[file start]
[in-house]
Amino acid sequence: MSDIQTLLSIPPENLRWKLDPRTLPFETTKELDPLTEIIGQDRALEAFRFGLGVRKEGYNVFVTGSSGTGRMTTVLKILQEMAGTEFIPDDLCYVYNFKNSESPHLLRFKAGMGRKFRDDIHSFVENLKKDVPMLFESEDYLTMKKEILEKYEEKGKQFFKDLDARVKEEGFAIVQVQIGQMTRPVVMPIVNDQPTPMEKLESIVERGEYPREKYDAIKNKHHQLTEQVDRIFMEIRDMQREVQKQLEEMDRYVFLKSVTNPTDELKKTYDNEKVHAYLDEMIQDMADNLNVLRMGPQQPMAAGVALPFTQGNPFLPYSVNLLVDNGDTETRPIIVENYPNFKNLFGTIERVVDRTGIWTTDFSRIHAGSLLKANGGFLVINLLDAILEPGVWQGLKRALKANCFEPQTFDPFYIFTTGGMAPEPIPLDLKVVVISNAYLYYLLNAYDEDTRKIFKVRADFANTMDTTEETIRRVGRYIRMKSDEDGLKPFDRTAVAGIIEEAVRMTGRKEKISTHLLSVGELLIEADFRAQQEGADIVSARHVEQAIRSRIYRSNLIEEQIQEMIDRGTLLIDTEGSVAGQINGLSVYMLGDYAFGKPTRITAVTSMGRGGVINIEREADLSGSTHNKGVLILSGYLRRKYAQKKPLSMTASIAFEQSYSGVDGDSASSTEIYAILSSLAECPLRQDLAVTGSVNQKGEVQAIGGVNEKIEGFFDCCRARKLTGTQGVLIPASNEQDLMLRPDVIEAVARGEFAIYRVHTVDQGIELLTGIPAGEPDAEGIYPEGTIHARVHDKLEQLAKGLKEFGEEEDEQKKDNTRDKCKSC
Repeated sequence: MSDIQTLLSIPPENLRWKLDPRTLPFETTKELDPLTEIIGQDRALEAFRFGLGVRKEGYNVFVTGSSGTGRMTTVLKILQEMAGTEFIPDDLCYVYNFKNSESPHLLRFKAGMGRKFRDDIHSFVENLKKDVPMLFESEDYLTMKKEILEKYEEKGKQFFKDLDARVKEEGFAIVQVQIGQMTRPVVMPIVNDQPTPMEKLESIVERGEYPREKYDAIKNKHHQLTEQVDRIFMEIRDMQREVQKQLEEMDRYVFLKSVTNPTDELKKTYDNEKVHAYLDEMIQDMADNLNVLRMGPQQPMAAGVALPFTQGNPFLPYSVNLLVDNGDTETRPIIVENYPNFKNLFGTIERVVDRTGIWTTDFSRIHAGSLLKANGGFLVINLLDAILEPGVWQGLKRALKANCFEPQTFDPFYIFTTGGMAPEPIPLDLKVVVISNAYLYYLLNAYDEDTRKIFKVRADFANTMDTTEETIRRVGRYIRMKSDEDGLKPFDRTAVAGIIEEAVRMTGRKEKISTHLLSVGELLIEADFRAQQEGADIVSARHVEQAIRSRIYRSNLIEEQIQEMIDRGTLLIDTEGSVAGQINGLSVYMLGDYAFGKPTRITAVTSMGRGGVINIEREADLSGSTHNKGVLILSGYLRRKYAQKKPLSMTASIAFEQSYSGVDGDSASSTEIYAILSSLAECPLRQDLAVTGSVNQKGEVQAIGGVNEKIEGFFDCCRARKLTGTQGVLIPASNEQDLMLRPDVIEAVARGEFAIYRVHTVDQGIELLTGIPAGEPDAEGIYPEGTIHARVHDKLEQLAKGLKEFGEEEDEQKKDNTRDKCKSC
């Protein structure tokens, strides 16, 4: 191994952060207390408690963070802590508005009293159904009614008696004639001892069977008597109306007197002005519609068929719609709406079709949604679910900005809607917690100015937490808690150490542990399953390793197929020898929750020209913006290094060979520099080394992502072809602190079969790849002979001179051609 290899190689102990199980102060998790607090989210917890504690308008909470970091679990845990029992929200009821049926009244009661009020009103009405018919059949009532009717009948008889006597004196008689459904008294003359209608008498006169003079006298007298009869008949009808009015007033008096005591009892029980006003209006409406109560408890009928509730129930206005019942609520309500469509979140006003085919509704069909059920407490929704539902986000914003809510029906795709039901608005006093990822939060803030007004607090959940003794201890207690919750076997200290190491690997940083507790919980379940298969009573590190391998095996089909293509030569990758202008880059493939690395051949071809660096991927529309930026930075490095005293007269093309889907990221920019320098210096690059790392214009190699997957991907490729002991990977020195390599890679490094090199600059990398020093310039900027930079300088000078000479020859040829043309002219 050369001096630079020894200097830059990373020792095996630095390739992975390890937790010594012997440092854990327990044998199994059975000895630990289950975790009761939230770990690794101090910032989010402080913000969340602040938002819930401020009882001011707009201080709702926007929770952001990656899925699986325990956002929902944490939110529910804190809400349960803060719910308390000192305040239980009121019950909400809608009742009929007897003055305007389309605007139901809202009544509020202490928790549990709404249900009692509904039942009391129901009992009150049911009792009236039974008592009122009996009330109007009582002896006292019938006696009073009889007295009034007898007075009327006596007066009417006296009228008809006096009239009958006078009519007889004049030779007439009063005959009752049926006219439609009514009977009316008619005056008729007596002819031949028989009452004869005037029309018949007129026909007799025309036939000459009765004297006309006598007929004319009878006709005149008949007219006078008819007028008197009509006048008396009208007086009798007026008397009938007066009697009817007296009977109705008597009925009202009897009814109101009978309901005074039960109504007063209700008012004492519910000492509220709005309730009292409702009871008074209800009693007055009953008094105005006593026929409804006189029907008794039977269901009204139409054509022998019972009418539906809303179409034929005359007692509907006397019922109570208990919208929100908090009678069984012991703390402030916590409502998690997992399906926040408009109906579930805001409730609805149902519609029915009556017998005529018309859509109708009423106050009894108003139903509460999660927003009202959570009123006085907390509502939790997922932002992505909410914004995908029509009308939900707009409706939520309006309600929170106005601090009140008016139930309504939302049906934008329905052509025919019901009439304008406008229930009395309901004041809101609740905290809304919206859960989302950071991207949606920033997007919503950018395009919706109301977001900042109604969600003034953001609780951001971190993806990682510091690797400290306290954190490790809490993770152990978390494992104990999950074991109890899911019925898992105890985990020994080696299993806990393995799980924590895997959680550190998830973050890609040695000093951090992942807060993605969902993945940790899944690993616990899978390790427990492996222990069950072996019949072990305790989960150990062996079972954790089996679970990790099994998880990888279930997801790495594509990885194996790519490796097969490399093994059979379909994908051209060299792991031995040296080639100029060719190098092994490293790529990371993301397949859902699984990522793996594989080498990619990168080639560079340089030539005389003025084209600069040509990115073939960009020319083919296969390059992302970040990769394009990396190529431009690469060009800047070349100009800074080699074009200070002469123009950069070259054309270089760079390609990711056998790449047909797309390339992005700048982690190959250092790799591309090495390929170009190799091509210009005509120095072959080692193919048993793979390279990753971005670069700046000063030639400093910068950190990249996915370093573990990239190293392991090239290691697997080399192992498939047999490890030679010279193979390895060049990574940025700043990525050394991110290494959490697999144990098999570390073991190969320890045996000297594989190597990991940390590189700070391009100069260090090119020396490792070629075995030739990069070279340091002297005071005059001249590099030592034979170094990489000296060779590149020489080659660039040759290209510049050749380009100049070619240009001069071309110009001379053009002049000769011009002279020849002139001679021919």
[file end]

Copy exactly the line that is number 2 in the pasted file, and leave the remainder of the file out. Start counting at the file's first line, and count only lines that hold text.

Amino acid sequence: MSDIQTLLSIPPENLRWKLDPRTLPFETTKELDPLTEIIGQDRALEAFRFGLGVRKEGYNVFVTGSSGTGRMTTVLKILQEMAGTEFIPDDLCYVYNFKNSESPHLLRFKAGMGRKFRDDIHSFVENLKKDVPMLFESEDYLTMKKEILEKYEEKGKQFFKDLDARVKEEGFAIVQVQIGQMTRPVVMPIVNDQPTPMEKLESIVERGEYPREKYDAIKNKHHQLTEQVDRIFMEIRDMQREVQKQLEEMDRYVFLKSVTNPTDELKKTYDNEKVHAYLDEMIQDMADNLNVLRMGPQQPMAAGVALPFTQGNPFLPYSVNLLVDNGDTETRPIIVENYPNFKNLFGTIERVVDRTGIWTTDFSRIHAGSLLKANGGFLVINLLDAILEPGVWQGLKRALKANCFEPQTFDPFYIFTTGGMAPEPIPLDLKVVVISNAYLYYLLNAYDEDTRKIFKVRADFANTMDTTEETIRRVGRYIRMKSDEDGLKPFDRTAVAGIIEEAVRMTGRKEKISTHLLSVGELLIEADFRAQQEGADIVSARHVEQAIRSRIYRSNLIEEQIQEMIDRGTLLIDTEGSVAGQINGLSVYMLGDYAFGKPTRITAVTSMGRGGVINIEREADLSGSTHNKGVLILSGYLRRKYAQKKPLSMTASIAFEQSYSGVDGDSASSTEIYAILSSLAECPLRQDLAVTGSVNQKGEVQAIGGVNEKIEGFFDCCRARKLTGTQGVLIPASNEQDLMLRPDVIEAVARGEFAIYRVHTVDQGIELLTGIPAGEPDAEGIYPEGTIHARVHDKLEQLAKGLKEFGEEEDEQKKDNTRDKCKSC